The Redskins may have lost this one 10 minutes before it began, when Joe Bugel poked his head around a corner in the dressing room and announced a major shakeup in the Hog Pen. Bugel pointed to Russ Grimm and said: "You'll start at left tackle; Bosco (Jeff Bostic) will go at left guard."

"The wheels started turning after that," said Grimm, grimly.

Soon, the wheels started going wobbly, then they slipped completely off -- and the offense misplaced the end zone once again.

When healthy and inspired, the Redskins might not be as good as the Giants this season. Expecting Joe Jacoby and Art Monk to play yesterday, the oddsmakers still had Washington the underdog by two points.

The Giants, after all, have the top-rated defense in the NFL. Statistically, they are lots better than the Eagles and Bears, who already had stuffed lots of humility into the Washington offense the last month.

So there at least were decent alibis after the 17-3 loss. And some familiar questions: Is Calvin Muhammad living down to the level that cost just a fourth-round draft choice last year? How hard is Al Davis laughing now that Malcolm Barnwell remains a non-factor? Do the Redskins wish they had an experienced backup to give Joe Theismann some relief?

Jacoby's inability to play meant that Grimm would be at a position he almost never had manned other than during emergency drills in practice. Bostic was playing not only an unfamiliar position but also for the first time in nearly a year.

Little wonder Coach Joe Gibbs was hoping for baseball numbers: "something like maybe 7-7 that we could pull out at the end."

Gibbs wanted the defense to win -- and it nearly did, with three interceptions. The problem was that Curtis Jordan, Vernon Dean and Tony Peters each had as many catches as Muhammad -- and one more than Barnwell.

At times, it seemed that Theismann's favorite target was the Giants' Terry Kinard. Three times, he had the ball in his hands; twice, it was scored: error 43.

If the game was not lost 10 minutes or so before the opening kickoff, it might have been lost 10 minutes or so thereafter. Theismann completed a 55-yard pass to the tough and clever Gary Clark for first down at the Giants' 12.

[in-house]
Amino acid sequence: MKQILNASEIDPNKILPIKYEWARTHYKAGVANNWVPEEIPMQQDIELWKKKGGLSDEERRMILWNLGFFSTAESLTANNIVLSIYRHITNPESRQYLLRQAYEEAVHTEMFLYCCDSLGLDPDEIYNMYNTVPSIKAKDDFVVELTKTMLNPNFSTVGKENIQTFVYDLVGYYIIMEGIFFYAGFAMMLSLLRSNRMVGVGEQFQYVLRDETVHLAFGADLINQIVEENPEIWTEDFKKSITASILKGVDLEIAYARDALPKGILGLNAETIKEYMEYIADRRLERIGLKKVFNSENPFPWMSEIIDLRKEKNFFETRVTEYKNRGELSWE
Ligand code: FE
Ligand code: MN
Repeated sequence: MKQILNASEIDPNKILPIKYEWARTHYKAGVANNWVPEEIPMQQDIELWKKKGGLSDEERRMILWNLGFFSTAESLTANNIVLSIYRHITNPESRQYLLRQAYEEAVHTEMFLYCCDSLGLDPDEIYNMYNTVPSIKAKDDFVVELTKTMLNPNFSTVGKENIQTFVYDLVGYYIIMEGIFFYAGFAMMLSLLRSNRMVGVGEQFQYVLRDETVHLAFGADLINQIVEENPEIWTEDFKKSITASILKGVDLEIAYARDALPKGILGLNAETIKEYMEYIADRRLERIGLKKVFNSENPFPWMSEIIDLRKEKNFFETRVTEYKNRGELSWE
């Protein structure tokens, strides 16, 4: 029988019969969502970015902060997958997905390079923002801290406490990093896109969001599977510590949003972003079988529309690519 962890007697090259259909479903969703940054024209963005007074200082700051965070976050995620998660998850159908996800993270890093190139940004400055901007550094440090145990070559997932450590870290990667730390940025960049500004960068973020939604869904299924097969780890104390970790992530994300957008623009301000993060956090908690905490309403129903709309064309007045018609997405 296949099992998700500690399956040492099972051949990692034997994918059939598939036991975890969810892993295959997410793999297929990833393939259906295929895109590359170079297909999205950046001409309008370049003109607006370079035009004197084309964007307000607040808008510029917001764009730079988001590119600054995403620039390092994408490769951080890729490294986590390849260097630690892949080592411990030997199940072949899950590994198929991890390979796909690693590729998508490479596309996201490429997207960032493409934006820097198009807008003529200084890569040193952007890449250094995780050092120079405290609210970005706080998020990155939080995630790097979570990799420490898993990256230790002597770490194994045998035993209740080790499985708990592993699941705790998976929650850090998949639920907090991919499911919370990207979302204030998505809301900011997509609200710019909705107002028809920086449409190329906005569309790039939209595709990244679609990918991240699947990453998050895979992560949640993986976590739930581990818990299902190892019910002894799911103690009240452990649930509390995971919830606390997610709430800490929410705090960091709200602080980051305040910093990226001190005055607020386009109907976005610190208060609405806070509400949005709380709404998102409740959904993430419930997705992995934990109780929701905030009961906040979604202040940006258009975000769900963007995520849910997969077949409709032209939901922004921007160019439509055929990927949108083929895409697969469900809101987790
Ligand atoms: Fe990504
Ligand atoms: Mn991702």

Two plays later, the Redskins had been very lucky and very unlucky. Theismann tried a pass to Clark that was tipped, but fell harmlessly to the turf. He tried another pass to Clark that again was tipped, but into the hands of New York's Herb Welch for a touchback.

"Why do those tips always bounce up instead of down?" Theismann asked.

There were going to be only so many times the Redskins could kick Lawrence Taylor and the other Giants in the ankle and get away with it.

Later, it developed, every time Washington got reasonably close to the end zone, the Giants were the ones feeling fine.

Pick a period, any period, and Theismann either was staring at the sky, after being sacked, or hurrying a pass with good intentions that often ended with sorry results.

"There's a lot of space out there (at tackle)," Grimm said. "If I had to make a living in this league as a tackle, I don't think I'd make it.

"Also, once in a while, I was playing right guard. And some at (his natural position) left guard. Jumping back and forth."

In his first action since that serious knee injury 365 days ago, Bostic had planned a day as a backup. "I played right guard in college," he said, "so this was a new experience and a different position. All I could do was play hard."

Playing hard, the line still allowed seven sacks. It also was equal-opportunity sacking, for nearly every blocker all but had his name on Theismann's postgame welts.

Once, Leonard Marshall breezed by Bostic and belted Theismann. Another time, Taylor flew around an extra blocker, John Riggins. For variety, Taylor sailed through a hole between right guard Ken Huff and right tackle Mark May.

"Put it this way," said Grimm, whose play the Giants praised. "It was an experience."

One of Theismann's better passes was the one to Muhammad for 14 yards. He was back-pedaling at the time and still managed a fairly potent peg.

"It was strange being able to see eye-to-eye with two guys over there," Theismann said of the improvised left side of his line. "Usually, there's just this one big shadow (cast by Jacoby)."

Theismann was shaking with fury when an improvised dash away from Giants behind the line ended with an interception by -- who else? -- Kinard in the end zone. Gibbs said Muhammad and Theismann read each other wrong. Theismann said he underthrew the pass but hoped Muhammad would "come back on it."

Theismann seemed to be yelling at anyone close when he arrived at the sideline. Muhammad happened to be nearby, Theismann was asked if he had been pointing a finger with his voice. Absolutely not, Theismann insisted, then added: "I refuse to let you drive a wedge in this team."

Gibbs said he expected that sort of emotion "from every good one. You've gotta have fire in your heart." He walked away, once more trying to figure a way to fire up a scoreboard.